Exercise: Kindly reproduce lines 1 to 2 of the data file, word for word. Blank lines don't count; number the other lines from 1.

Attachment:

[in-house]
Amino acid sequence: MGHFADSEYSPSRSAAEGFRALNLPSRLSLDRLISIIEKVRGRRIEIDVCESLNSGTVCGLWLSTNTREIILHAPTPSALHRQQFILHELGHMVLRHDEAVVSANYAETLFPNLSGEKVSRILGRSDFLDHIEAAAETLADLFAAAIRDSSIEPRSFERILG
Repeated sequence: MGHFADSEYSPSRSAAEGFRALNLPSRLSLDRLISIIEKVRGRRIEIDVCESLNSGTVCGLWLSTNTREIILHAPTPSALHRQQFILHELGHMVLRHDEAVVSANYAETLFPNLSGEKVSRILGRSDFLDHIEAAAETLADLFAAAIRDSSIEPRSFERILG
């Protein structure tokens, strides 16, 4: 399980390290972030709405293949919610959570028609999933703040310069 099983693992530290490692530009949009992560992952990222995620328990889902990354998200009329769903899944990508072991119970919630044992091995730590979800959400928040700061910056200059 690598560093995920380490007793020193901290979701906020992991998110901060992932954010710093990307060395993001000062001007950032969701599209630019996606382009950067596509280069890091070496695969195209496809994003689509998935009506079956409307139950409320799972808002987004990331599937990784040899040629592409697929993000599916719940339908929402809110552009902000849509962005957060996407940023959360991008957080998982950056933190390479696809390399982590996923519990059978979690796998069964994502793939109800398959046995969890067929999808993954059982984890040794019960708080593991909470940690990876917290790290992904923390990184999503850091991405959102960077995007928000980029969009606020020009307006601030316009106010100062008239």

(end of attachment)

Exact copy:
[in-house]
Amino acid sequence: MGHFADSEYSPSRSAAEGFRALNLPSRLSLDRLISIIEKVRGRRIEIDVCESLNSGTVCGLWLSTNTREIILHAPTPSALHRQQFILHELGHMVLRHDEAVVSANYAETLFPNLSGEKVSRILGRSDFLDHIEAAAETLADLFAAAIRDSSIEPRSFERILG